Known for his biting satires and cabarets, the writer Jura Soyfer continued to criticise the Nazi regime throughout his imprisonment in Dachau and Buchenwald, until his untimely death in Buchenwald at the age of 26. Born on 8 December 1912 in Kharkow, the Ukraine, Soyfer enjoyed a comfortable and privileged childhood. After the Revolution, his family decided to emigrate to Austria. In Vienna, Soyfer became increasingly interested in politics, deciding at a young age to join a youths’ socialist association. He divided his time between his two main interests: theatre and political journalism, frequently combining them in political comedy pieces. Whereas his early material explicitly celebrated socialism, by the early 1930s he was forced to conceal his political agenda. Audiences understood the political implications, however, and his anti-fascist cabarets became extremely popular.
As a socialist and a Jew, Soyfer’s arrest seemed inevitable. He was first arrested accidentally in 1937; the police, however, quickly decided he was worthy of imprisonment, and he was jailed for three months. Less than a month after being released, he tried to flee over the border to Switzerland by posing as a tourist on a skiing vacation. The border guards caught him, and he was later deported to Dachau.
Upon arriving at the camp, Soyfer was assigned, together with the composer Herbert Zipper, to the physically demanding work commando of ‘pack horses’. As he and Zipper slaved together, dragging the cement cart through the camp, they discussed the importance of recording their experiences in order to preserve them. Zipper suggested to Soyfer that the Nazi slogan 'Arbeit macht Frei' (Work will set you free) would make a good basis for a song. A few days later Soyfer recited a poem to him, and Zipper set the poem to music. This became the well-known ‘Dachaulied’ (Dachau song).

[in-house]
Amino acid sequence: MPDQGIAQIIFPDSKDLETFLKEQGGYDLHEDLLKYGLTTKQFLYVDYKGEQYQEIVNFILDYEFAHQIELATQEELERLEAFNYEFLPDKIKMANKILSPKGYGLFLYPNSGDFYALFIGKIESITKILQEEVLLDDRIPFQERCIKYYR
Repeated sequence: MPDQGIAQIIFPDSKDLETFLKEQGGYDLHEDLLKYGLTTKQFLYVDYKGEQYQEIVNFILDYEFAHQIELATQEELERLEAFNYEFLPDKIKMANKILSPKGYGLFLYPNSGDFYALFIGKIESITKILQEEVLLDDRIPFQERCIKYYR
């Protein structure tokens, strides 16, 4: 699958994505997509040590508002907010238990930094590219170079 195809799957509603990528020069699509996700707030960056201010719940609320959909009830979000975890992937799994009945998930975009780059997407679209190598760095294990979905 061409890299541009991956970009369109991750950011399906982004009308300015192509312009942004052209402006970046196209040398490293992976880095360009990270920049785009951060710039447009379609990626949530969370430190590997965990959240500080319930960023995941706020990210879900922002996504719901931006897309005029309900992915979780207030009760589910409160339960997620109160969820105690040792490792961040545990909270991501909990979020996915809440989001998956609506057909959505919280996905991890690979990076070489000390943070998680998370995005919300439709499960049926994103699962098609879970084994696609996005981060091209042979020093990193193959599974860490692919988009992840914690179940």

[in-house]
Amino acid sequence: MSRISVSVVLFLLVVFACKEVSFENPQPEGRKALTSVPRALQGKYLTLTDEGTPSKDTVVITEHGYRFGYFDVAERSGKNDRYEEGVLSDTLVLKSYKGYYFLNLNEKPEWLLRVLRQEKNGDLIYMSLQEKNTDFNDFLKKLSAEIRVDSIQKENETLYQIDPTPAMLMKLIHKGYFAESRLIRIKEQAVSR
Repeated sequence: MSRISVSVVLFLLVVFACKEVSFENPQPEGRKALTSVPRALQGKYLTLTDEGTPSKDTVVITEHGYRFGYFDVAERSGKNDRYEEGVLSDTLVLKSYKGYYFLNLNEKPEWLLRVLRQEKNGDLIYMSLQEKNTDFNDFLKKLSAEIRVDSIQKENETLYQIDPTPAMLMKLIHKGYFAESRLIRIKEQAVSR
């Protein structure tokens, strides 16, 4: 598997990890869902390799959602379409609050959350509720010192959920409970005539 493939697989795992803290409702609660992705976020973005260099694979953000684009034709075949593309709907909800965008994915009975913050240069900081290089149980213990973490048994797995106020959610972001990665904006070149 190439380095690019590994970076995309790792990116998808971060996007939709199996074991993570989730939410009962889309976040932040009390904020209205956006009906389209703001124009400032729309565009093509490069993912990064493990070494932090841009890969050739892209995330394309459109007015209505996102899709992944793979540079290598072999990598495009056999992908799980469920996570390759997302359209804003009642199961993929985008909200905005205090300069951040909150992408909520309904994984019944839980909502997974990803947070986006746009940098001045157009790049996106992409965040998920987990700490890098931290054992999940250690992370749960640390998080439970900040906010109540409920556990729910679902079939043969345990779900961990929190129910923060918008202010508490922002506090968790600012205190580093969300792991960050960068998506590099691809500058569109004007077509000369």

In the autumn of 1938, Soyfer was transferred, together with Zipper and some other inmates, to Buchenwald. Here he was active as a cabaret performer, and many former inmates remembered him and his jokes vividly. A former Buchenwald inmate reported:
Jura was soon well known in camp ... he had ideas that he never wrote down, but that, when performed by a few actors, made up a sort of camp cabaret ... although it was strictly forbidden, Jura, along with the famous Viennese songwriter Hermann Leopoldi and some others, put together a few programmes in which they brought our homeland closer to us, or that in a general way mocked fascism.
Soyfer did not survive more than a few months at Buchenwald. The large shipments of Jews brought to the camp after Kristallnacht crowded the already cramped quarters, and living conditions became unbearable. In the winter of 1938-39 a typhus epidemic broke out, killing hundreds of starving and weak Jews. Soyfer was assigned the unenviable job of corpse-bearer, wrapping corpses in blankets and then transporting them to the gates of the camp. Like almost everyone who was assigned this job, he contracted typhus, and was brought to the infirmary. He was due to be released from camp in only a few weeks, but died in February 1939.
Cummins, P., 1992. Dachau Song: The Twentieth Century Odyssey of Herbert Zipper, New York: Peter Lang.
Hippen, R., 1988. Es Liegt in der Luft: Kabarett im Dritten Reich, Zürich: Pendo-Verlag.
Stompor, S., 2001. Judisches Musik- und Theaterleben unter dem NS-Staat, Hannover: Europäisches Zentrum für Jüdische Musik.